Couscous is made of steamed semolina and is traditionally served with meat or vegetables spooned over it. Even its name is exciting. It derives from the berber word “seksu” which means “well formed”. The pronunciation of the word changes among different countries and languages. “kuskusi” (Arabic), “seksu or kesku” (Moroccan) “taam” (Algerian) and “koski or kuseksi” (Libya) are just some of the existing versions.
Even though couscous’s exact origins are uncertain the Berbers cooked the dish back in 238 BC, probably because it was easy to prepare in the desert by nomadic and agricultural tribes. It was during the 13th century when the first mention of couscous was written on an African cookbook Kitāb al-tabǐkh fǐ al-Maghrib wa’l-Andalus “The cookbook of the Maghreb and Andalusia”.
Couscous is a great source of protein, fibre, and minerals. One cup of couscous provides you with a great source of protein, 2 grams of dietary fibre and around 61% of your daily selenium intake. Couscous is an unprocessed whole grain food, which means that all essentials vitamins such as thiamin, niacin and vitamin B are kept in the grain and are not lost during processing. It also contains lots of trace minerals such as selenium and magnesium, which boost metabolism of thyroid hormones.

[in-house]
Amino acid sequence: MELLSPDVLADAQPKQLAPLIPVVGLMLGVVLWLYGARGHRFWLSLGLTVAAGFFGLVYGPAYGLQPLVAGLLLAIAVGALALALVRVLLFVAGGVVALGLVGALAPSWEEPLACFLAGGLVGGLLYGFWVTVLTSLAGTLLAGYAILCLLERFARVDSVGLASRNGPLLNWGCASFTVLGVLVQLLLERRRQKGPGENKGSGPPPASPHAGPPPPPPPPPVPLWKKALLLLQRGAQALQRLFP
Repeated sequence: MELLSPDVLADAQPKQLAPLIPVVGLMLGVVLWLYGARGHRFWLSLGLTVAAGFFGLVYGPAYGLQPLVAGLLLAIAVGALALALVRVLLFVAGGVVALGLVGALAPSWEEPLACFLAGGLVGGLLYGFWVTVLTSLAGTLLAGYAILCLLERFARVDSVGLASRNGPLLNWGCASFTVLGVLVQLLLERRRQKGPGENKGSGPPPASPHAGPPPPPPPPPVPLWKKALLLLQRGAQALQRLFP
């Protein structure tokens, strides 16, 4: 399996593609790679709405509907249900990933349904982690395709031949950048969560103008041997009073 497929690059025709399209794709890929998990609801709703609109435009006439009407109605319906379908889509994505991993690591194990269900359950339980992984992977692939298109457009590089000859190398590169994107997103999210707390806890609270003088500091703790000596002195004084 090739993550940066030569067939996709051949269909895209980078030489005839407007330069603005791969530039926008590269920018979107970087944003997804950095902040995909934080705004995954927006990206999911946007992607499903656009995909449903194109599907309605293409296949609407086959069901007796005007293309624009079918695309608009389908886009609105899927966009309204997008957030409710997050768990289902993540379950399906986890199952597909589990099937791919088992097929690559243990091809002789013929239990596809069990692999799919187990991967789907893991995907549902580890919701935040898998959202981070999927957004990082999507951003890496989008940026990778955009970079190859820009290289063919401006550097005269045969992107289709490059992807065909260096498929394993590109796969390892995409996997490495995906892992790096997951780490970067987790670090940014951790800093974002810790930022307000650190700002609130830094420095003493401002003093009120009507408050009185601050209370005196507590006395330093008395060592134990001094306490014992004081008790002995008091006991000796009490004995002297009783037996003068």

Types of couscous
There are three different types of couscous, Moroccan, Israeli and Lebanese. The difference between them is in the size of the grains. Moroccan couscous is the smallest one and therefore cooks very fast. The Israeli is medium in terms of size and is usually steamed with a traditional cooking method. Finally, the Lebanese one is the largest of the three types, and each grain is about the size of a pea.
How to enjoy couscous